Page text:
On top of that, these austerity measures will likely have a deflationary effect on the Eurozone. The bailout of Greece is aimed at government debt and the austerity measures are aimed in the same direction. Based on the same simple accounting concept I talked about above, if Greek government debt obligations are reduced through austerity measures, the Greek private sector will see their debt obligations grow leading to more private defaults and less growth in the Greek economy. Shortsightedly demanding to lower government debt with no consideration of the interconnectedness of the government and private sector spending will lead to further pullbacks and lack of growth in Greece.
In the end, the issues that we are seeing with Greece and the like illustrates several problems with the Eurozone as it is currently existing. If the Eurozone collapses, as the article seems to think possible, the ramifications will spread out over a much bigger area than just Europe. My crystal ball is cloudy when it comes to the results of a Eurozone collapse but I can’t help but think it will be highly detrimental to our country as well. We should watch carefully how things play out in Europe since it’s quite possible we may have to deal with similar circumstances in the near future here at home as profligate states like California begin to encounter the same issues the Greeks are running into.
There is currently a movement underfoot in Congress to recompense investors in the Bernard Madoff and R. Allen Standford Ponzi scheme debacles. It is couched in the terms of people having lost their life’s savings being fairly represented and treated but is actually a disgusting reminder of how those in power control much of our government now, wheeling and dealing in the halls of Congress to enact hidden taxes on the American people. By and large, the investors in these schemes were wealthy individuals and families who enjoyed years of outstanding returns with little or no risk, something that should have immediately raised concerns for any normal investor. Instead, they are now trying to collect money from Wall Street firms based on returns they would have gotten in the schemes had they been above board.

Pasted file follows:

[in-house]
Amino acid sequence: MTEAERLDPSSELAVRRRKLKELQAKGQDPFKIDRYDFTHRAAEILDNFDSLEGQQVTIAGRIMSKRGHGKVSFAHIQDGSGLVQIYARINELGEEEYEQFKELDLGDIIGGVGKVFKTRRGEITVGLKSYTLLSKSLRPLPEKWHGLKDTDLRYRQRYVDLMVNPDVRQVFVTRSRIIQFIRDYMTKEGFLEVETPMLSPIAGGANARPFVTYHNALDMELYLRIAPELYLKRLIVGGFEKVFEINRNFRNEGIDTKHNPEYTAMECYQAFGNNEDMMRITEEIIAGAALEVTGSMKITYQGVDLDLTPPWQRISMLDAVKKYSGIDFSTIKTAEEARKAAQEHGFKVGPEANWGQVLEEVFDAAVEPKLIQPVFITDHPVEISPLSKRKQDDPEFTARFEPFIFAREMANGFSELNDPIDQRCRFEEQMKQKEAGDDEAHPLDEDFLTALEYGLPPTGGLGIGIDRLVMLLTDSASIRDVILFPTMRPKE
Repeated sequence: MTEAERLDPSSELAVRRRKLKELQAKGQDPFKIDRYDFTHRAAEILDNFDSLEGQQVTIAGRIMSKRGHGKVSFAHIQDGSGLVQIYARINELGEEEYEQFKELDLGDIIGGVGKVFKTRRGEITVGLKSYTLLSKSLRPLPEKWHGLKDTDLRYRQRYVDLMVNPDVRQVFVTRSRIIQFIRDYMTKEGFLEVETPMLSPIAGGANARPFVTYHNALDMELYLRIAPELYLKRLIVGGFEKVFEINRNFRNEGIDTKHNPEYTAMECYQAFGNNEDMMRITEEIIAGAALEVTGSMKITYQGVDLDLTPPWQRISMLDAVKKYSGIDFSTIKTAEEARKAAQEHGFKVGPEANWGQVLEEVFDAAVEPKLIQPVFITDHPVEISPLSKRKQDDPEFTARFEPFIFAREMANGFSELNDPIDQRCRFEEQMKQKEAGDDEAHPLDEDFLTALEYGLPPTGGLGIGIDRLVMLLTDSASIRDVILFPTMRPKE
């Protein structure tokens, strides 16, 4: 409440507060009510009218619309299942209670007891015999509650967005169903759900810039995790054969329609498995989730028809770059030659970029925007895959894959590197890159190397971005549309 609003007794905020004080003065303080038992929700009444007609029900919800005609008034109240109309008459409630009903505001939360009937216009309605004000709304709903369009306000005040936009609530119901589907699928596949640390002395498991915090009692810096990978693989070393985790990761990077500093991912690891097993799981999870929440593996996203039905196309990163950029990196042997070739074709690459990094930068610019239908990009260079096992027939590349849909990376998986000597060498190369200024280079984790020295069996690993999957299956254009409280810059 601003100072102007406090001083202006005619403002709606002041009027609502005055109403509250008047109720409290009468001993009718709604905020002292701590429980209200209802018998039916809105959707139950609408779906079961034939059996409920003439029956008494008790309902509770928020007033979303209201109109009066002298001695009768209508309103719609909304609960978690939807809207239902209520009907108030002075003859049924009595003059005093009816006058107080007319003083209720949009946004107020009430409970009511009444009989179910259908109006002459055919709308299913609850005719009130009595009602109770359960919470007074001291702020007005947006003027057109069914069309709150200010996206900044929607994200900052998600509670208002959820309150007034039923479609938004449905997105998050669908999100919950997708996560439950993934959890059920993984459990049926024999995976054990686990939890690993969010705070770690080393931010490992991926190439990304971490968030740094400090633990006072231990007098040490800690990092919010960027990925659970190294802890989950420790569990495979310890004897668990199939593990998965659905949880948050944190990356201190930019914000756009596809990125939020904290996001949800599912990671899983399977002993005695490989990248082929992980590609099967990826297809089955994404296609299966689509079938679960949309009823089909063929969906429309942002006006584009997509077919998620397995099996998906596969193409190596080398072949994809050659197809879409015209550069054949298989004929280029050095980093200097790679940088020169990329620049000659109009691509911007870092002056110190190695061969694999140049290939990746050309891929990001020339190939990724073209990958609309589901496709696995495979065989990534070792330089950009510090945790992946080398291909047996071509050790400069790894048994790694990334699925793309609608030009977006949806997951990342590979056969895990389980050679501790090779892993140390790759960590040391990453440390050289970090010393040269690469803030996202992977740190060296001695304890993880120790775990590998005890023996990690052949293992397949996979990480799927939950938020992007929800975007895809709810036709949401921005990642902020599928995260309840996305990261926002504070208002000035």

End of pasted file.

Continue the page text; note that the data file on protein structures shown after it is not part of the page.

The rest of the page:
Should this come into law, it will codify protections for imaginary gains in all kinds of investment schemes. These were investors, mostly all rich, who should have known that outlandish returns had to be highly risky. We should also realize that these investors weren’t left out in the cold like so many average Americans who have lost significant portions of their life savings over the last three years. People in these schemes were covered under the Securities Investor Protection Corp up to $500,000 towards legitimate claims. Claims that aren’t legitimate include instances where the individual withdrew more money than they paid in. These people are clamoring for imaginary gains when many of them actually made money on the schemes. This is ridiculous.
What this will turn into is a tax. If it becomes law, the brokerages will have to pay the fines but they will most certainly pass the costs on to the consumers, most of whom are average Americans who just happen to have accounts with them. To think that we have Senators who are gladly sponsoring legislation to defraud the public to reward the rich and connected is sickening. But I suppose that is exactly where we are these days. Millions of people are out of work and our elected representatives are trying to get imaginary returns granted to the already rich and wealthy. Some day, the people of America will get sick of this treatment. I have some fear that the response from them will not be quiet and civilized.
This week, President Obama proposed regulatory changes that would limit big banks, implicitly those that received the guarantee of a government backstop during the crash last year, from investing for profits using their own hedge-funds or proprietary trading desks. This would be an excellent first step in reining in the power that the JP Morgans and Goldman Sachs of the world wield over our economy and political landscape. It is unfortunate that Obama waited 12 months before listening to Paul Volcker, losing precious political capital in the process. 12 months ago, the banks were beholden to the President and the American people. We essentially owned them and should have taken steps then to limit their power.
Instead, we let them pay back TARP and gain monstrously atrocious profits this year, making money by sucking cash from the tit of the Federal Reserve and refusing to then lend it out to the people who actually needed it. The banks are now emboldened to go right back to business as usual as they came through 2008 learning only the lesson that the government will make sure they do not fail no matter what the consequence. They have not been punished, not even reprimanded for behavior that sucked the life out of the American and global economy.